Critical thinking for a better world!

I was grousing quite a bit in my last post about the possible future of the education system in the U.S., but it also made me energized to come back and try, even in some small way, to make a positive contribution and have my voice heard. Everyone can have an impact!

As this is a blog on General Education, I should not venture too far from my wheelhouse — and I found a perfect article to take me back there. This nice little write-up from the Hays Free Press touts the importance of both critical thinking and using your library; who knew?! It even gives a shout out to Opposing Viewspoints, one of my favorite databases. Here, you can find succinct, thoughtfully written viewpoints from both sides of the spectrum on a number of issues. As the author says, thought, it’s not free so here is yet another vital reason that we need our libraries!

It’s encouraging to read that there are still those who appreciate what your library can do for you and how working to think critically can make you a better person. The article presents a simple but profound message.

The state of higher education in 2017

Good evening!

I can’t believe I’ve let almost a year go by since updating this blog. I love writing, and I never intended to wait this long to post, but I figured it was time to get started again. Since the election, my mind has been refocused on the importance of education, facts and teaching our students that yes, there are proper places to find good, reliable information so they can be informed, thoughtful citizens.

While I’ve been incredibly sad and discouraged by the election results, I’m also more fired up than I’ve ever been. I’m incredibly worried about the state of education as a whole, not just as the university level. There are so many important, current topics that I don’t know where to begin — the possible (and I think probable) confirmation of Besty DeVos as Secretary of Education, the whole “alternative facts” saga and Trump’s general disregard and disrespect for the scientific community. As I begin to post more over the coming weeks, I would like to talk about these in more depth.

The news is not necessarily good from a General Education perspective. It has not taken long for the attack on information literacy to begin, as I hear more and more arguments about how any news source is valid these days. The High Plains Daily Leader and Times published a strange op-ed on how there is apparently no way to actually teach a student what sources are valid. It is no wonder, then, that the concept of alternative facts don’t bother a certain segment of the population.

As academics, we must be willing to face these issues and acknowledge them, even if we don’t enjoy the topic. We are doing out students a great disservice otherwise.

Two + two = awesome!

Two plus two and four plus one agreements are great ways get students into programs; the cost is much cheaper for the student, and the institutions should hopefully gain more enrollments as part of the agreement.

But there still exists this frustrating and unfortunate bias against liberal arts courses. These courses truly do provide an important foundation for any program, be it business, STEM, etc. The ability to communicate thoughtfully should never be taken for granted, and many of my Gen Ed courses provide just this kind of information.

As a Gen Ed chair, I would love all of the students at my institution to take these courses with us. But I also very much appreciate and value a good two + two program; students can “get these classes out of the way,” often at a lower cost. It also gives them some time to think about their future majors while they are in community college.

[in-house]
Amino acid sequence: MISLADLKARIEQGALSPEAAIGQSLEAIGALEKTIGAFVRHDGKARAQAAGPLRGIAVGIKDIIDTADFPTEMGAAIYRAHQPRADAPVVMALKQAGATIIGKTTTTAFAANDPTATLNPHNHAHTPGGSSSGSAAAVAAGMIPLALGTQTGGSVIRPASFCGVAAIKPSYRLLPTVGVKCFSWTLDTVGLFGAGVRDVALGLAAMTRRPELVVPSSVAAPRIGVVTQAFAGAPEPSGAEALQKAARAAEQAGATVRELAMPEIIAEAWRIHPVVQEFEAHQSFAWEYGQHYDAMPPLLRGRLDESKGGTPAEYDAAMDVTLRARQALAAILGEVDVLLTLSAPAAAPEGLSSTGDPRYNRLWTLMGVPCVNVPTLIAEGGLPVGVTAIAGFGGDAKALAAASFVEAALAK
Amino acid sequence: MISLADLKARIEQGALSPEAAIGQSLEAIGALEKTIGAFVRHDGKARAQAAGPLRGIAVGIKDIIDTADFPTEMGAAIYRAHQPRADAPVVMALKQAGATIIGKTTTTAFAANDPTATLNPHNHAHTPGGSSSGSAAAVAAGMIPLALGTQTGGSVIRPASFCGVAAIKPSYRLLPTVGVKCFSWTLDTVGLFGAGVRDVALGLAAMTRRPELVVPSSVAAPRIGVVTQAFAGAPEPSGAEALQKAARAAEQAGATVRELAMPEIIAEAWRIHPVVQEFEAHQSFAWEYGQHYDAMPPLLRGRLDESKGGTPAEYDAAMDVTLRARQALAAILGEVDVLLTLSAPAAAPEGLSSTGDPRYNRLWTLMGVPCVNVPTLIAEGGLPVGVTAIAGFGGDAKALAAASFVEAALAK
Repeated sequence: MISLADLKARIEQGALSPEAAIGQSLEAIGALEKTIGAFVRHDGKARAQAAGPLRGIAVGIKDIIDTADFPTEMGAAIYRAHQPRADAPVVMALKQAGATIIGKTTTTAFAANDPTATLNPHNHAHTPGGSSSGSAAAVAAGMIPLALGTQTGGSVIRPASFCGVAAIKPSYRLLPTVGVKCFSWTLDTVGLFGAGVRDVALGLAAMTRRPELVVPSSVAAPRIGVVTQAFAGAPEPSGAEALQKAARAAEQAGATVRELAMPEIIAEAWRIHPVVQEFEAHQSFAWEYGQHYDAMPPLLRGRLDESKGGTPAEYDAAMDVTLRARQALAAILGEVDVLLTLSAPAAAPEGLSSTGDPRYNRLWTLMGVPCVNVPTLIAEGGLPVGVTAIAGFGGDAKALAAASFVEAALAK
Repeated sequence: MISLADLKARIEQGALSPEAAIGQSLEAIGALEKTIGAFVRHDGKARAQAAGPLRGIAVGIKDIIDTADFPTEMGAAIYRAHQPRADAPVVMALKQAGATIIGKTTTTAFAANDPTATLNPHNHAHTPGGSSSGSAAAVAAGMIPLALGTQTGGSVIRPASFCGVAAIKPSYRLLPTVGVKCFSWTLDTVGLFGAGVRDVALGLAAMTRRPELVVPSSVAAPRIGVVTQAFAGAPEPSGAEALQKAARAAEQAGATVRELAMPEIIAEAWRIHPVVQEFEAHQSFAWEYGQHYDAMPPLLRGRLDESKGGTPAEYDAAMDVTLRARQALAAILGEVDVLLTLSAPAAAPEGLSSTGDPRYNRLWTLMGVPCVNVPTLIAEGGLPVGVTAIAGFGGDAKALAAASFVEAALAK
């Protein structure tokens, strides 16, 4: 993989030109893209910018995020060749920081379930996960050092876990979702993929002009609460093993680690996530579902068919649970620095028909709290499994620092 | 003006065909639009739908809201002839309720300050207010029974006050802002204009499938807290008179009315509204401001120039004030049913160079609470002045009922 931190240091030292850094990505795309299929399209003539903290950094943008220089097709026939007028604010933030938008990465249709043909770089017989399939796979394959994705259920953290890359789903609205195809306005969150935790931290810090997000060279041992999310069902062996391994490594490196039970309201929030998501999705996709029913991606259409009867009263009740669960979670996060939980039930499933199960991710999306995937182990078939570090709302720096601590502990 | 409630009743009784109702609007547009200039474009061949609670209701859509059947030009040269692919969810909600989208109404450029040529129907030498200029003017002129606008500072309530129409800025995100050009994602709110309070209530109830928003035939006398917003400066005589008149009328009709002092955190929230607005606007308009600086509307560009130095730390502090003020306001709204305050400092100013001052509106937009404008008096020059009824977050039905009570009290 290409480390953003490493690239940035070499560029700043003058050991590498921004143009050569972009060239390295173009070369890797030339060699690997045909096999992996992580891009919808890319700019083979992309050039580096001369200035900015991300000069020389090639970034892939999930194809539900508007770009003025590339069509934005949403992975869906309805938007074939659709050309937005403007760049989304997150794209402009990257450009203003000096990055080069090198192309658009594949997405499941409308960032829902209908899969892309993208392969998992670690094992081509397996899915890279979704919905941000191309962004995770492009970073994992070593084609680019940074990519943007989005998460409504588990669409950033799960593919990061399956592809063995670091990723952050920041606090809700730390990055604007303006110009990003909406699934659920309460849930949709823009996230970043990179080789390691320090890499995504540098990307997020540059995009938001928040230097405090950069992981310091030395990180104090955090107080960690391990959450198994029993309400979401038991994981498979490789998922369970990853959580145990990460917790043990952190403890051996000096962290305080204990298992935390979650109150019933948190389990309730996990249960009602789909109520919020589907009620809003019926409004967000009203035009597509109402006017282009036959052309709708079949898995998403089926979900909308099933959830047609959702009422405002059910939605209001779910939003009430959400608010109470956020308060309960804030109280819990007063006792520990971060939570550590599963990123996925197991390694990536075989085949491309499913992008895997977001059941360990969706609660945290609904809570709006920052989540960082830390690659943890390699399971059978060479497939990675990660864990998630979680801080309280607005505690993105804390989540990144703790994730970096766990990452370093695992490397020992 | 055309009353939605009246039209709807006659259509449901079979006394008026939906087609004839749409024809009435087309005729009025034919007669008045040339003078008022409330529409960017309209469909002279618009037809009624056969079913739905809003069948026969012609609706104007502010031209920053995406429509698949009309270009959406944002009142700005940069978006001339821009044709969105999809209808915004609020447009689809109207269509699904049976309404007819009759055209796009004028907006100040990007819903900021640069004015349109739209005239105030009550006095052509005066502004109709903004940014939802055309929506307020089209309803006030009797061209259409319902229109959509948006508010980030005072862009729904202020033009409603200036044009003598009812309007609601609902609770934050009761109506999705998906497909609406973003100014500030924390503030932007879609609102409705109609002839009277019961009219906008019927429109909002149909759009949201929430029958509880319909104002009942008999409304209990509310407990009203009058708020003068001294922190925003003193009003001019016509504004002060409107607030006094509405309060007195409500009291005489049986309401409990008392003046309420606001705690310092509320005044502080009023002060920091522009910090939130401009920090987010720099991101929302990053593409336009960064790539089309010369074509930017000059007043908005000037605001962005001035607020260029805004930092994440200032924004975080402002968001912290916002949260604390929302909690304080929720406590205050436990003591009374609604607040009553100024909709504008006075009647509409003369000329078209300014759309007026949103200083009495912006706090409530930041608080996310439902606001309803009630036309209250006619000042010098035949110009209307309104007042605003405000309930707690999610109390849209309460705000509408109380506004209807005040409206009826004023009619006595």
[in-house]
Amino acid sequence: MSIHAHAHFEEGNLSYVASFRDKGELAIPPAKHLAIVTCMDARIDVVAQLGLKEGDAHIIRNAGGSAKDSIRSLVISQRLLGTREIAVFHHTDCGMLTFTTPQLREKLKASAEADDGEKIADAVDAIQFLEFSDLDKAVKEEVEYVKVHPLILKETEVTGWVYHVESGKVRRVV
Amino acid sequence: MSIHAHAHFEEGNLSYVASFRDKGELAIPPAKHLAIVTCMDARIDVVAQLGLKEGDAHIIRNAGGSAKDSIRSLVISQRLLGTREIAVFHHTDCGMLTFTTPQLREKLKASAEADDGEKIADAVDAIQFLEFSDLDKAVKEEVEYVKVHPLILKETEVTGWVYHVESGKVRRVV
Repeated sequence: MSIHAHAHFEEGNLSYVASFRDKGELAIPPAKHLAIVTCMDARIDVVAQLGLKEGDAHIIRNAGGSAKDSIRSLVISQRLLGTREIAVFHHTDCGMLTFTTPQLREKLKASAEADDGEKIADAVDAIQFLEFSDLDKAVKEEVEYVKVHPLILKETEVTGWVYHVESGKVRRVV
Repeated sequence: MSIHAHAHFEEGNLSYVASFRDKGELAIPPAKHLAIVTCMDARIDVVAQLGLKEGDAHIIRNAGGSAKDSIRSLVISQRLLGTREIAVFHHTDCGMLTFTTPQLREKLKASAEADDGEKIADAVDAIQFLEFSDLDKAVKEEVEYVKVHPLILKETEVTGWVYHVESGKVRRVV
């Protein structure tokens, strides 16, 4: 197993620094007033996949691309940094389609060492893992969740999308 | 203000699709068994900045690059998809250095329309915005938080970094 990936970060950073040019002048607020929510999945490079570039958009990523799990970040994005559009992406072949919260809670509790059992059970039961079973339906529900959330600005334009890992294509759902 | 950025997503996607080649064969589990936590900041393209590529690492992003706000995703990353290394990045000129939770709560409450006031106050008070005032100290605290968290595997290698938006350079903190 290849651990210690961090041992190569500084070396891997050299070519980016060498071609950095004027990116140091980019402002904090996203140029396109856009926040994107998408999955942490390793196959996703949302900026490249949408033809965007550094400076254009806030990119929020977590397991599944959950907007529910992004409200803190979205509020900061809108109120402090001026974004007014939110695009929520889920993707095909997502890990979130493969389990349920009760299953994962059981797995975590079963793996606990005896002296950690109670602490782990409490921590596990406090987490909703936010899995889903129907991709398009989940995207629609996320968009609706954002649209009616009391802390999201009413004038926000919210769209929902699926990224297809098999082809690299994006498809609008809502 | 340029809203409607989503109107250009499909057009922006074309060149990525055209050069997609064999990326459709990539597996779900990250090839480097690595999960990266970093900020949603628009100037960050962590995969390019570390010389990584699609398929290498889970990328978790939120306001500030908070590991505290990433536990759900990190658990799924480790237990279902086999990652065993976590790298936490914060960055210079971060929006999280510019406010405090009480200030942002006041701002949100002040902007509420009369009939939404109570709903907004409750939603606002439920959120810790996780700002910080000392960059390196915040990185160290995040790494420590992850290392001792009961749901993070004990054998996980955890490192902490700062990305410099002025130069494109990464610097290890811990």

Reading some of comments in this great Inside Higher Ed article, you’d think that Liberal Arts courses are the great shame of American education. I should know better, of course –I never find myself in a good mood after a few minutes in the comments section. But it just surprises me that some people find it this hard to see the value in these courses. I suppose I’m lucky in that I have so many of my students tell me how important these classes were to them, so I can take that as a very happy sign that students are having a great experience!

Finding the value in “bad writing”

The Chronicle published a great little blog post today about finding the value in bad writing. I’d love to try this in some of my courses; does anyone have any experience with this?

I can see this going beyond a creative writing or journalism course. If you incorporated some writing exercises into a lit course, for example, you could show how difficult it can be to really create a thoughtful story!

Here is the article from the Chronicle:


Inventive changes coming to Boston University’s General Education Program

It looks possible that there are some very interesting changes coming to the BU Gen Ed program. I’m not aware of how many schools, if any, have implemented these kinds of changes in their Gen Ed curriculum, but I’d love to learn more. This seems like a great way for a large institution to help students make theoretical and practical connections.

If approved, BU will have its Gen Ed program be University-wide as opposed to being specific by college. This would certainly require a lot of thought and preliminary discussion, but it could be very successful. At the small business school where I work, it’s easy to have all the students use the same Gen Ed curriculum — but I wonder what the response will be from students at a university of this size?

The comments seem, as usual, to range from optimism to frustration. General Education programs seem to make few people happy in the moment, but that’s OK; the benefits to the overall learning of the student is well worth it down the road! If anyone has any experience with this type of program, please share!

Recent news about General Education

So I’ve become one of those bloggers! I was doing really well, making sure I posted thoughtful content regularly, and then I disappeared. My apologies! Like just gets in the way sometimes, but I’m more committed than ever to write about and share any news I find interesting about the world of General Education.